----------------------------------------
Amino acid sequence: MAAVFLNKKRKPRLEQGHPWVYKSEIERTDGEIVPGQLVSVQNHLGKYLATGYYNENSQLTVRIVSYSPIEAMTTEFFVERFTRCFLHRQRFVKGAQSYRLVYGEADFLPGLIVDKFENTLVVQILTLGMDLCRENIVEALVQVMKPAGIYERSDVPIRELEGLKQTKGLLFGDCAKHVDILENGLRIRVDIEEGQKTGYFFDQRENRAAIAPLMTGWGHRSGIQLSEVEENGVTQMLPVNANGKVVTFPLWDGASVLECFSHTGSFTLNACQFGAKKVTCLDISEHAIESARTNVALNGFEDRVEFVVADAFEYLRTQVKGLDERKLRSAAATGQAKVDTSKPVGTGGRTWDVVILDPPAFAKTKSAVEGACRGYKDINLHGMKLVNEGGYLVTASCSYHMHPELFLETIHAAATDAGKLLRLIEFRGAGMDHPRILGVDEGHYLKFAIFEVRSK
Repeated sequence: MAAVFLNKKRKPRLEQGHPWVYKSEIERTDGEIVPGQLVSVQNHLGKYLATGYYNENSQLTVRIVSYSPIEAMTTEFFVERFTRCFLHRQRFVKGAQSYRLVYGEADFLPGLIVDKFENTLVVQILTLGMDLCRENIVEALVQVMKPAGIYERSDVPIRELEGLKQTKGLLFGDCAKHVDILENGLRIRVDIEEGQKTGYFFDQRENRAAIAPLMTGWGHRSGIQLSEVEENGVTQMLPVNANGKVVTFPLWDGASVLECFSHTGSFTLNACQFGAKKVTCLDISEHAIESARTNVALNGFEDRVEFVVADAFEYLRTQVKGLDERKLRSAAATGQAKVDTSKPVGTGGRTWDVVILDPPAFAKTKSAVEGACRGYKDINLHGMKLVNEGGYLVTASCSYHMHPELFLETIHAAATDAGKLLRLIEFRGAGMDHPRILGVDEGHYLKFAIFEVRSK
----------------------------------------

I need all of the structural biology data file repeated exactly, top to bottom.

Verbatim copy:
Amino acid sequence: MAAVFLNKKRKPRLEQGHPWVYKSEIERTDGEIVPGQLVSVQNHLGKYLATGYYNENSQLTVRIVSYSPIEAMTTEFFVERFTRCFLHRQRFVKGAQSYRLVYGEADFLPGLIVDKFENTLVVQILTLGMDLCRENIVEALVQVMKPAGIYERSDVPIRELEGLKQTKGLLFGDCAKHVDILENGLRIRVDIEEGQKTGYFFDQRENRAAIAPLMTGWGHRSGIQLSEVEENGVTQMLPVNANGKVVTFPLWDGASVLECFSHTGSFTLNACQFGAKKVTCLDISEHAIESARTNVALNGFEDRVEFVVADAFEYLRTQVKGLDERKLRSAAATGQAKVDTSKPVGTGGRTWDVVILDPPAFAKTKSAVEGACRGYKDINLHGMKLVNEGGYLVTASCSYHMHPELFLETIHAAATDAGKLLRLIEFRGAGMDHPRILGVDEGHYLKFAIFEVRSK
Repeated sequence: MAAVFLNKKRKPRLEQGHPWVYKSEIERTDGEIVPGQLVSVQNHLGKYLATGYYNENSQLTVRIVSYSPIEAMTTEFFVERFTRCFLHRQRFVKGAQSYRLVYGEADFLPGLIVDKFENTLVVQILTLGMDLCRENIVEALVQVMKPAGIYERSDVPIRELEGLKQTKGLLFGDCAKHVDILENGLRIRVDIEEGQKTGYFFDQRENRAAIAPLMTGWGHRSGIQLSEVEENGVTQMLPVNANGKVVTFPLWDGASVLECFSHTGSFTLNACQFGAKKVTCLDISEHAIESARTNVALNGFEDRVEFVVADAFEYLRTQVKGLDERKLRSAAATGQAKVDTSKPVGTGGRTWDVVILDPPAFAKTKSAVEGACRGYKDINLHGMKLVNEGGYLVTASCSYHMHPELFLETIHAAATDAGKLLRLIEFRGAGMDHPRILGVDEGHYLKFAIFEVRSK